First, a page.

The Glasgow, Barrhead and Neilston Direct Railway line opened in 1848, well before any of the houses were built alongside. It ran from a terminus on the southside of Glasgow to Barrhead with the first stop at Pollokshaws West.
Strathbungo station was a later addition to the line, opening on 1 December 1877, and Crossmyloof followed even later, in 1888.
Strathbungo closed to passengers permanently on 28 May 1962.
Today little trace remains of the station at rail level, though the former booking office building on the bridge above still stands, now Susie’s Store.
Both the Glasgow Guide and Hidden Glasgow discussion boards describe a statue of a horse’s head, possibly of iron, now disappeared, with unanswered appeals for further information.
Meanwhile John Devitt recalled rescuing statues or busts from the embankment during a clean up and placing them in one of the Moray Place gardens, but wasn’t sure of their fate.
In July 2018 I was passed some old Strathbungo Society documents, and the minutes describe how the stone heads were removed from the embankment on 24th August 1986 with the assistance of ScotRail (lest they be damaged during the forthcoming electrification of the line, hmm). The Society Treasurer, Mrs A Allan, reported that the heads had belonged to the Strathbungo stationmaster, who had brought them with him from his previous station in Ayr. The Coat of Arms of Ayr Harbour Station was said to include Minerva, Hercules and Neptune .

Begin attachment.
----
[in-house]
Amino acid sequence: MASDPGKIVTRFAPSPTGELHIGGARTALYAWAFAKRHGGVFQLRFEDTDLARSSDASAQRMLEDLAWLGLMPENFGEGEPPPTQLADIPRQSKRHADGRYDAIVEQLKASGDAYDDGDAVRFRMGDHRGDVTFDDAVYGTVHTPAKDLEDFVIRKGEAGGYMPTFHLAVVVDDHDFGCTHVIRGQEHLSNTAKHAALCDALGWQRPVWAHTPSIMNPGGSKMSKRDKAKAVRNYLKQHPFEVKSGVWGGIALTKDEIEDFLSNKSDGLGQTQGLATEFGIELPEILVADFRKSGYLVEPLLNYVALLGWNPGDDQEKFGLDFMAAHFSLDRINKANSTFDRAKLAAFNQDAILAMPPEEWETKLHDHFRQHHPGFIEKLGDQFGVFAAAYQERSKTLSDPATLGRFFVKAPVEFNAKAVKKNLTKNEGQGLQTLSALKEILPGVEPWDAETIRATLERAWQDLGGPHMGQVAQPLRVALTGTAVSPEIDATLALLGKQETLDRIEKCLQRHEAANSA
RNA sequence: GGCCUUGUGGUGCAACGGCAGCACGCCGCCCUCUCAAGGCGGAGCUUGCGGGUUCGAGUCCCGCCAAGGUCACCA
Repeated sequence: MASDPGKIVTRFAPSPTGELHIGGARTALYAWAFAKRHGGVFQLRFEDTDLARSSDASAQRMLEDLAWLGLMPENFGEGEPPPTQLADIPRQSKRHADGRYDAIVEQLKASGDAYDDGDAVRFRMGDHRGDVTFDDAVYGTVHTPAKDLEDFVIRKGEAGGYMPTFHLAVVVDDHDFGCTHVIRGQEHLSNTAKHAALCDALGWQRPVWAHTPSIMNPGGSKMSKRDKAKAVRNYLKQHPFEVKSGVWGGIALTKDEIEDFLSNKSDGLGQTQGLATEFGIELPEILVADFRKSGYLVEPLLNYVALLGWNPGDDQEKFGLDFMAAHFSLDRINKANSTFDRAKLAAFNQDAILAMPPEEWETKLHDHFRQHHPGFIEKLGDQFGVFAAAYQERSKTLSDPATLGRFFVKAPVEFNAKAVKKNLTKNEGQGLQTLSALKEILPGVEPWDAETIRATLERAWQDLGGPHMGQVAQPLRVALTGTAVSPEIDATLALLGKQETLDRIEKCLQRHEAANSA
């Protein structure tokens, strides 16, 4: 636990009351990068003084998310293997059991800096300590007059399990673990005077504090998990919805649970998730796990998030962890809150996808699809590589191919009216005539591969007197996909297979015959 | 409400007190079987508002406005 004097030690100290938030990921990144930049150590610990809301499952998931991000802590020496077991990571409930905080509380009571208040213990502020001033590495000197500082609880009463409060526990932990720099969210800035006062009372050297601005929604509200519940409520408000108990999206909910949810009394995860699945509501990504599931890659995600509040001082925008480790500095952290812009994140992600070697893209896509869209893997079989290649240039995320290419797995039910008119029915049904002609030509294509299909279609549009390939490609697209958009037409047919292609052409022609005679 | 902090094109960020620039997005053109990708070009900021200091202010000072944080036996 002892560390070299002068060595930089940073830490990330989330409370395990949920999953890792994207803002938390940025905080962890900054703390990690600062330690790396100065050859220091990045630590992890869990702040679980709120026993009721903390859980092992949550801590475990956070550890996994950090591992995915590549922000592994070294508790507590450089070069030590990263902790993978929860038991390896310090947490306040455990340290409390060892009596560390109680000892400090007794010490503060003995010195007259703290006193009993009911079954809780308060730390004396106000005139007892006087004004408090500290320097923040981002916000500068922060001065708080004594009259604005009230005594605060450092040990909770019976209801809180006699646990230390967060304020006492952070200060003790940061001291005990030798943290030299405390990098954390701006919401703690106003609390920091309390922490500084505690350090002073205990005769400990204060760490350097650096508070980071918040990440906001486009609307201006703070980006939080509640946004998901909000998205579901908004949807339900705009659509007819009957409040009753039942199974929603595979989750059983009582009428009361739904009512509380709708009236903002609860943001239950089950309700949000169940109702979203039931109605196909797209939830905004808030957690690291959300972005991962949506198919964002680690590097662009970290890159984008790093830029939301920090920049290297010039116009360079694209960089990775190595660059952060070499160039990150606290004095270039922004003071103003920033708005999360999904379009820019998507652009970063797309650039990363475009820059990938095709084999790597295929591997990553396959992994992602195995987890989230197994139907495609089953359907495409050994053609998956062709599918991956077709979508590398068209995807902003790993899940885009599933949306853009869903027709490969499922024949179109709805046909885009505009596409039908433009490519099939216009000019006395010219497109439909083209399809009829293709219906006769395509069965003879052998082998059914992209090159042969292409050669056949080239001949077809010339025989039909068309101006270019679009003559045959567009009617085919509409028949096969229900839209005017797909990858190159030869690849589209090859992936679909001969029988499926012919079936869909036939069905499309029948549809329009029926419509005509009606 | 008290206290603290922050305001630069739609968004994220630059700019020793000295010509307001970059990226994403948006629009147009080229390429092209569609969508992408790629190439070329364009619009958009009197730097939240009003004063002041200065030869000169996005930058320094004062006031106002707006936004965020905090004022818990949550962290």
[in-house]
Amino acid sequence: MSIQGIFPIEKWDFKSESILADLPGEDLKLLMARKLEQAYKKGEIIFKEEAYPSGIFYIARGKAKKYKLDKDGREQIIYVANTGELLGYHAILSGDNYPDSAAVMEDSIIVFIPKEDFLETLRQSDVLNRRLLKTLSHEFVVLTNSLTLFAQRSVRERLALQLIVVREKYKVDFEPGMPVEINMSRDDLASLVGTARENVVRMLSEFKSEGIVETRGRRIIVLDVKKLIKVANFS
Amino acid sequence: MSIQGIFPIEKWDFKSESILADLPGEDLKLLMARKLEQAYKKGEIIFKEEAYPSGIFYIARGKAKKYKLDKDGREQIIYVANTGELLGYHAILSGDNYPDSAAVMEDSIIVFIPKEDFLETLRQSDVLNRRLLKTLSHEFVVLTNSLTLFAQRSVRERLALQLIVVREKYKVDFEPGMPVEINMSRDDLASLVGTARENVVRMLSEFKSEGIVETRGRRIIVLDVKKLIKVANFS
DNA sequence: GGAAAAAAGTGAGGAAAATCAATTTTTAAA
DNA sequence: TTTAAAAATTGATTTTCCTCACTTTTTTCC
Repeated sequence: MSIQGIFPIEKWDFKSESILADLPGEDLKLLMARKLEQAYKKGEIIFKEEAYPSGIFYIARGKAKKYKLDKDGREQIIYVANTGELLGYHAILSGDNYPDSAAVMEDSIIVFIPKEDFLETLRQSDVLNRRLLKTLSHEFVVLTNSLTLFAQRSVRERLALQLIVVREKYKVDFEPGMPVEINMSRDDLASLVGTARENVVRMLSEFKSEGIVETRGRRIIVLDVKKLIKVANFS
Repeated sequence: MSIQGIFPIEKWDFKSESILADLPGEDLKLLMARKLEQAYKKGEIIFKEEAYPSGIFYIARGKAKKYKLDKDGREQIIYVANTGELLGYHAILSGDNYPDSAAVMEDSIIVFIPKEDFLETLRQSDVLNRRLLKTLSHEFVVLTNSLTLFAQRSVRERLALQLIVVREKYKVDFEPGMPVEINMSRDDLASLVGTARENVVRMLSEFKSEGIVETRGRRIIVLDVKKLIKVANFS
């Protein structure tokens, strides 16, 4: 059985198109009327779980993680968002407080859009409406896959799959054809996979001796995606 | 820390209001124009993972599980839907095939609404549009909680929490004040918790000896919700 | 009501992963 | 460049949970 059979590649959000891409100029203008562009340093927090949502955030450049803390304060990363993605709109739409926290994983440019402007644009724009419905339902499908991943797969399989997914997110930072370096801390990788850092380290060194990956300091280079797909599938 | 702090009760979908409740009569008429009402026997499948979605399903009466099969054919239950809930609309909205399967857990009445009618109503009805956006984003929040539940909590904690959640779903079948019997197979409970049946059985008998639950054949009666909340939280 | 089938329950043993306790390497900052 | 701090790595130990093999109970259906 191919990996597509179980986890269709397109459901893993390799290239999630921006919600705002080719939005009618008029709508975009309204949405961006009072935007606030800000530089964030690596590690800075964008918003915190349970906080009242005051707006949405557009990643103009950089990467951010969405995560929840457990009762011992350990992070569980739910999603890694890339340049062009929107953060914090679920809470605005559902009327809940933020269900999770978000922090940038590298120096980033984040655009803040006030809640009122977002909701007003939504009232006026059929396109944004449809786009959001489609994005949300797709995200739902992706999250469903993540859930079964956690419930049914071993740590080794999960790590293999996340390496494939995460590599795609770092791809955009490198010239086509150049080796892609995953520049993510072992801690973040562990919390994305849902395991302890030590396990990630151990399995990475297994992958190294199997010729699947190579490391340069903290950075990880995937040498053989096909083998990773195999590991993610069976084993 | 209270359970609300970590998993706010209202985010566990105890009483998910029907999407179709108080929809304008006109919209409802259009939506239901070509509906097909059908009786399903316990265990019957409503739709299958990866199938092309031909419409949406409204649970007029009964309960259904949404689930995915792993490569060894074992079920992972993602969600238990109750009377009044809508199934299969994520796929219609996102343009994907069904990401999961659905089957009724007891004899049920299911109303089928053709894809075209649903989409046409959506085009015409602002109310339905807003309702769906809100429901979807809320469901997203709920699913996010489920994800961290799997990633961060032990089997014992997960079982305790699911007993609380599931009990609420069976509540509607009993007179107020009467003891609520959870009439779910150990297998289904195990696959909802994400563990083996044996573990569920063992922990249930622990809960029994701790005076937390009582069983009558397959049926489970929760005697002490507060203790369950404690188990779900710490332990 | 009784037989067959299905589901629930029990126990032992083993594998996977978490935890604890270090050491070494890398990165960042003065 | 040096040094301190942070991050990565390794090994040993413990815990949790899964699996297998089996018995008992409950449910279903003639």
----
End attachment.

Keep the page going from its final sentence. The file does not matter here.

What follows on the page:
The heads were moved to the garden of Robin Haddow, a founding member of the society, on Moray Place. After a tip off, I discovered they are still there today, set into a garden wall, their provenance forgotten. One looks like Minerva, but I’m not sure of the second. I didn’t find a third. Or an iron horse.
The last passenger
Britannia 70038 Robin Hood passing Strathbungo with Carlisle train on 31/7/1964
John Robin, as well as providing the steam-era photographs, has a claim to be the last passenger to ever alight at Strathbungo Station:
I had been on the last train to stop at Strathbungo in May 1962 and thought that that was that; but in November 1966 another medical student and I were on the train from Clarkston to sit an exam at Gilmorehill. As we were passing Strathbungo the diesel railcar dropped its gearbox, ran over it and derailed very noisily.
Not wishing to miss the exam and realising that the train was going nowhere we got off, jumped the wall and went across to Pollokshields West for a Circle train. As it came in we saw that a large group of the less agile passengers had got off and walked along the line towards Muirhouse and then south through the short tunnel to the station causing great consternation to the driver. We managed to sit the exam and all was well.
After closure, the steps down to the platforms from the booking hall and the footbridge were removed, and the booking hall became a shop, Susie’s, the name it still retains to this day. It is likely the metalwork from the steps down to the platform were then used to extend the footbridge to Darnley Road for the first time. There is more on the footbridge elsewhere.
Old Strathbungo Station booking hall had become Susie’s by 1968.
This scene taken from Pollokshields West Station across Darnley Road includes Strathbungo Station, the footbridge, 1-10 Moray Place and Salisbury Crescent.
Moray Place and Strathbungo Station from Pollokshields West
Article updated 13 Jan 2019.
Minutes of the Strathbungo Society. 1987.